Social movements have increasingly been included in any review of civic participation. Social movements have indeed signified a new wave of youth political participation, which has challenged the concepts of "active citizenship." However, active citizenship is a twoedged sword: it can actively sustain and promote the status quo on the one hand or disrupt and challenge the status quo on the other. In this study, a mixed methods design is employed to examine Hong Kong primary school teachers' perceptions of "protest participation" as a characteristic of "good citizenship." Contrary to some expectations, given the widespread participation of teachers in recent social movements, the quantitative results indicate that "protest participation" is considered by teachers to be the least important characteristic of "good citizens" and the least effective means for cultivating "good citizenship." These findings suggest that there is a discrepancy between teachers' perceptions of protests and the new waves of youth political engagement. This discrepancy has policy and pedagogical implications for the conceptualization of active citizenship. This discrepancy also reflects the tensions that exist not only between Hong Kong society and Hong Kong Special Administrative Region (HKSAR) and People's Republic of China (PRC) governments, but also within Hong Kong society itself. These tensions mirror the divergence between "good citizenship" advocated by the HKSAR government and "good citizenship" promoted by groups within Hong Kong society. While this study is set in the Hong Kong context, the findings can be valuable for policy makers and educators in other places when they consider how to cultivate students to become "good citizens". Copyright © 2018 American Association of Chinese Studies.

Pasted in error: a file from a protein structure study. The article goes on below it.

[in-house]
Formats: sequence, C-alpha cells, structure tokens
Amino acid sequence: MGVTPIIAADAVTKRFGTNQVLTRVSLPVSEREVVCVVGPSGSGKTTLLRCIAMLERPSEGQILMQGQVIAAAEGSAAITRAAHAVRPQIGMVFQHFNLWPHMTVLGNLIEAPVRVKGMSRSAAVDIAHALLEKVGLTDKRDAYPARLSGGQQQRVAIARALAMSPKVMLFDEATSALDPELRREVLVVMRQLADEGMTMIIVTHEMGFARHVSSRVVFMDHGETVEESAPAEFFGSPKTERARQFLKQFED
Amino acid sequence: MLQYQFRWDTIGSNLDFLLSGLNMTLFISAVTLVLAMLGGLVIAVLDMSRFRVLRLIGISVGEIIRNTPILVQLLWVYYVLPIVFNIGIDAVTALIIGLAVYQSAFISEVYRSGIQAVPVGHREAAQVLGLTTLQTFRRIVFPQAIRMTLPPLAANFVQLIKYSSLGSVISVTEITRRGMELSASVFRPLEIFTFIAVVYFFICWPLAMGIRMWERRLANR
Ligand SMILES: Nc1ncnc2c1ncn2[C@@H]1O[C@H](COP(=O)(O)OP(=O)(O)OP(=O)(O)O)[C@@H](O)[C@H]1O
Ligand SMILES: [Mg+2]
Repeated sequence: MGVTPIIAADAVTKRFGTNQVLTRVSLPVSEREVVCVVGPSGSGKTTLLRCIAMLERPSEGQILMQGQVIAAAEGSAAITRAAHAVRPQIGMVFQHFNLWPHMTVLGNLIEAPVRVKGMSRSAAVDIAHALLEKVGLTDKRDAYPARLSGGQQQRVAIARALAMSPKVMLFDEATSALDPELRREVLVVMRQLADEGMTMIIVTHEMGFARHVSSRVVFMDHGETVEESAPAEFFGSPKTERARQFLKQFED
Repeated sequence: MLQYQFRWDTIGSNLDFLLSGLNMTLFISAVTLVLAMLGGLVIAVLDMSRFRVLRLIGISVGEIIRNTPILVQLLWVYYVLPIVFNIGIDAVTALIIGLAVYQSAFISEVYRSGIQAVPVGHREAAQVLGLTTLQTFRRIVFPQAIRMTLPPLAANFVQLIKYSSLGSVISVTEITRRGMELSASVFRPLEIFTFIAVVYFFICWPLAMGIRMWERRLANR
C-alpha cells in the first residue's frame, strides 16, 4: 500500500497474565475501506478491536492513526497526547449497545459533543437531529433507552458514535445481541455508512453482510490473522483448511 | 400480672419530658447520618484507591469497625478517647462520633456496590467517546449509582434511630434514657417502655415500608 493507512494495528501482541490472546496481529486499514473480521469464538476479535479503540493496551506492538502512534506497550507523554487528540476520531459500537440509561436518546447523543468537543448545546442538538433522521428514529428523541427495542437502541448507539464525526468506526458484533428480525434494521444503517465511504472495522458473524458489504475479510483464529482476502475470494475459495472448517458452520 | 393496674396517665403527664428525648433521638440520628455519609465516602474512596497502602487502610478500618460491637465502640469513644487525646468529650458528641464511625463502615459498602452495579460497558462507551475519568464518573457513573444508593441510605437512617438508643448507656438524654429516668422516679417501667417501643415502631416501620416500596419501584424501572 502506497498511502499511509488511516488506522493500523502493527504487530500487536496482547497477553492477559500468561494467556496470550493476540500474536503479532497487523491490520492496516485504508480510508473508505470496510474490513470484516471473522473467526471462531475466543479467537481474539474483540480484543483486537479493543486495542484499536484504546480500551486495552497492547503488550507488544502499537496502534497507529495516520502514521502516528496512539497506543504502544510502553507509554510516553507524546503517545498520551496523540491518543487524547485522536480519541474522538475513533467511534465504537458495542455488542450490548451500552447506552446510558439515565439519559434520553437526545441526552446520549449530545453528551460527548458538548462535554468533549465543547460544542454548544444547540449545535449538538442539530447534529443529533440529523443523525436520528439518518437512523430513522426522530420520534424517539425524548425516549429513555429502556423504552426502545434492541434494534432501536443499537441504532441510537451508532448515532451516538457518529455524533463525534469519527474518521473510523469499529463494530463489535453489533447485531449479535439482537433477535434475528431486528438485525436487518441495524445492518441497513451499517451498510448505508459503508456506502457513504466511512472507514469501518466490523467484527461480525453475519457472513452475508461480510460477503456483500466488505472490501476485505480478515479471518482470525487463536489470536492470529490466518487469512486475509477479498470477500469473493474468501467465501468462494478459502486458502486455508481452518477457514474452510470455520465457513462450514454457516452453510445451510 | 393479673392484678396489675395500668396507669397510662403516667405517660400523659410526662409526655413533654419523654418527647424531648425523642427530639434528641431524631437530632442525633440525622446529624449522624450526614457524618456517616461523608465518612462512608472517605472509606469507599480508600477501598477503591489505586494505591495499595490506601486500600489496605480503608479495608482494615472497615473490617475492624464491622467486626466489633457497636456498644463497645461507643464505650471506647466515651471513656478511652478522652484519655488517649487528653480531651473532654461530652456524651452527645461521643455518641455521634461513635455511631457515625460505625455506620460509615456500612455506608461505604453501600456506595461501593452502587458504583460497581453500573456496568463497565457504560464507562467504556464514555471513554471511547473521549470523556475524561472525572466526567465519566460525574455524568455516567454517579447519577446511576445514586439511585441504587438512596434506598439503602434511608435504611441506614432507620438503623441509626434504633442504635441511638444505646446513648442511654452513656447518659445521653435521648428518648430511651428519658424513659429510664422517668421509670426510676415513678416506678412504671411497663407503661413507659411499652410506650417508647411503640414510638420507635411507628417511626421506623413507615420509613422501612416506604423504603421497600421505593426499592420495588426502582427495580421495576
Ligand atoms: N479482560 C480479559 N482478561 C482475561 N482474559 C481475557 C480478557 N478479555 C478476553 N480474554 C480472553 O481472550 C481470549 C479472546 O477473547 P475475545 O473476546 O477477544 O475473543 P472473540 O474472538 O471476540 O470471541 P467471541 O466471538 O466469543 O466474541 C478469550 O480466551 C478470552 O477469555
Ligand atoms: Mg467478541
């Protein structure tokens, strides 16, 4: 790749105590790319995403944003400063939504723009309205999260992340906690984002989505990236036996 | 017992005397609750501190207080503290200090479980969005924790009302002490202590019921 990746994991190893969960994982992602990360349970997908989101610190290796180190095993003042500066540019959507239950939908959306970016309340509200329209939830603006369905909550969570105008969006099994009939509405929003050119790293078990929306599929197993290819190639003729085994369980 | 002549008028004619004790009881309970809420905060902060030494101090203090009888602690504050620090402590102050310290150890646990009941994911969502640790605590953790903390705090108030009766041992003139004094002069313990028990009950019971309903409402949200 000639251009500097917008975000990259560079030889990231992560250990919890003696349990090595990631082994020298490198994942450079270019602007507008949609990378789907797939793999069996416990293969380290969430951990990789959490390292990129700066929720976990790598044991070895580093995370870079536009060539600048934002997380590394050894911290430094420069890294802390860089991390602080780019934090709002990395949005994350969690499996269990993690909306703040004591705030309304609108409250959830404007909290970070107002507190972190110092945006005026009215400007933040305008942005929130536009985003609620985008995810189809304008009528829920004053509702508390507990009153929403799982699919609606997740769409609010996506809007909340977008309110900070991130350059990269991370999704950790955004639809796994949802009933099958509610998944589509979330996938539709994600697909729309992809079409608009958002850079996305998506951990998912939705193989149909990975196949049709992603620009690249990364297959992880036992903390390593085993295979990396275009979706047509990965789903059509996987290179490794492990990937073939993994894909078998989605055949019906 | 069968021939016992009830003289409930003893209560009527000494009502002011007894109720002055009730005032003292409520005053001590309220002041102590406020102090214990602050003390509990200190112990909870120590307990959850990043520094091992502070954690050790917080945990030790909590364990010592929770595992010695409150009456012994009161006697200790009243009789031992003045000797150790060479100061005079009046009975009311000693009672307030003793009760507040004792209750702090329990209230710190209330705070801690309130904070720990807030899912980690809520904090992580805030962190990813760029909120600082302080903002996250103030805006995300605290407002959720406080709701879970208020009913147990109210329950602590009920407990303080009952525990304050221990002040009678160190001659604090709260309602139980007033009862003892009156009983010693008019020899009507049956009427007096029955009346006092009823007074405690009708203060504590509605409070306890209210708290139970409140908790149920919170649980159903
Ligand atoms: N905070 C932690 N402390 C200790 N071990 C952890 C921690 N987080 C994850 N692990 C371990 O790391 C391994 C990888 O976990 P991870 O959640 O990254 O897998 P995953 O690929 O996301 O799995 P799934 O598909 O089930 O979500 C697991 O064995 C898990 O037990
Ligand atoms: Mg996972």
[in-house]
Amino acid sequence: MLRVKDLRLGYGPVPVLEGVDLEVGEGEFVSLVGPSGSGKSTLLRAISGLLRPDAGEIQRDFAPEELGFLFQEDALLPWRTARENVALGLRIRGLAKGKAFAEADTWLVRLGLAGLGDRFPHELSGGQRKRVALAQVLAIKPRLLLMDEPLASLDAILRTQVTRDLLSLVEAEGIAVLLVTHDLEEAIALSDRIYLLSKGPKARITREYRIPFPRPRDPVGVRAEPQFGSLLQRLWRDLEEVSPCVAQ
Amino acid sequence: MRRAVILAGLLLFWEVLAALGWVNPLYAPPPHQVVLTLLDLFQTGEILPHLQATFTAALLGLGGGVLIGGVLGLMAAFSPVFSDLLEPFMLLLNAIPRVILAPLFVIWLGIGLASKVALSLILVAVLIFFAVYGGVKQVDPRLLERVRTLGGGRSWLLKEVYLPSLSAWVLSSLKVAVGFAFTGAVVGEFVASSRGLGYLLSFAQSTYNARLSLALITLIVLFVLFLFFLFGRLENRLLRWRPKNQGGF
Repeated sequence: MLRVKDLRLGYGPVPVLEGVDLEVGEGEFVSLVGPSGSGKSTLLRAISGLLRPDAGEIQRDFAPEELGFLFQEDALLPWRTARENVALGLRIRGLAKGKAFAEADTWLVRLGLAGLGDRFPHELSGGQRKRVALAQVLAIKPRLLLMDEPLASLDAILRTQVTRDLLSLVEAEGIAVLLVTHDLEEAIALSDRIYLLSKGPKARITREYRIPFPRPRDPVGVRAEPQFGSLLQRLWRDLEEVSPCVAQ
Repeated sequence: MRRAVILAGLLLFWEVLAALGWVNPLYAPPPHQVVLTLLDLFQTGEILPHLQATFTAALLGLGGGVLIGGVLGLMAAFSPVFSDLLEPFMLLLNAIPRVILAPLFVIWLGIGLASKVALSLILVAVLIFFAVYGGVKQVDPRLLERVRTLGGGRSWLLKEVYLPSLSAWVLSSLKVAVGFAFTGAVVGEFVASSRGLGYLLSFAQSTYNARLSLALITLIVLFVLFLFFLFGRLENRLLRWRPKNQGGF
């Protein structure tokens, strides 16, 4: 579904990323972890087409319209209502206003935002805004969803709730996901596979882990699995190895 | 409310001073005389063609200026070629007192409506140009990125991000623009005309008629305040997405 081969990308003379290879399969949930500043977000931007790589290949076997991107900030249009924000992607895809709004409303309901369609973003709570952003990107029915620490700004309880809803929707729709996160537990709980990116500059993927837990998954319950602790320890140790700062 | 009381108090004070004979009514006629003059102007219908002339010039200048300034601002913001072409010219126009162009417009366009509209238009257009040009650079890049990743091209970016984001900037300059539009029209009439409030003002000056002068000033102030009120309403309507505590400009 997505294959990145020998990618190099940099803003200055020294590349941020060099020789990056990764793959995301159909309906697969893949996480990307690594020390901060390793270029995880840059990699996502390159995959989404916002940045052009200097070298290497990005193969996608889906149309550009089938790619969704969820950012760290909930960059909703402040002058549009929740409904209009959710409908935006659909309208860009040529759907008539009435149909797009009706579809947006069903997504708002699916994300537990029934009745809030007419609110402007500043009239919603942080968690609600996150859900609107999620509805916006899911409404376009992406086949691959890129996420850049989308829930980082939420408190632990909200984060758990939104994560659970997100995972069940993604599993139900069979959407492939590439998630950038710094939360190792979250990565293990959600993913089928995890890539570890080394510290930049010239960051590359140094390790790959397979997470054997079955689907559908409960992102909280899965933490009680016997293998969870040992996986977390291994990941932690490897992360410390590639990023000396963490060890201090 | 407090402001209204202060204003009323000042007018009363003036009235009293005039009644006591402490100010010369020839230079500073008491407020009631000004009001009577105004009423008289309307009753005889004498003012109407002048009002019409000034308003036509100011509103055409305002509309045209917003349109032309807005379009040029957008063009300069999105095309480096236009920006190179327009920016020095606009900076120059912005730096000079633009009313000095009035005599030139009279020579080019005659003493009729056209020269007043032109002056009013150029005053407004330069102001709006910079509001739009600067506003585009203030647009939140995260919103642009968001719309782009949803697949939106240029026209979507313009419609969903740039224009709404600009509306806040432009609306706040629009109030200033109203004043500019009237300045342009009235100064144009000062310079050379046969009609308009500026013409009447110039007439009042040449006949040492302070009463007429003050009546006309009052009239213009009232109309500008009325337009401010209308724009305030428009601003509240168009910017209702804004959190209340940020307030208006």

|Journal||American Journal of Chinese Studies|
|Publication status||Published - Oct 2018|
CitationWong, K. L. (2018). Hong Kong teachers' perceptions of "protest participation" as a characteristic of "good citizenship". American Journal of Chinese Studies, 25(2), 107-121.
- Active citizenship
- Civic education
- Good citizens
- Protest participation
- Social movement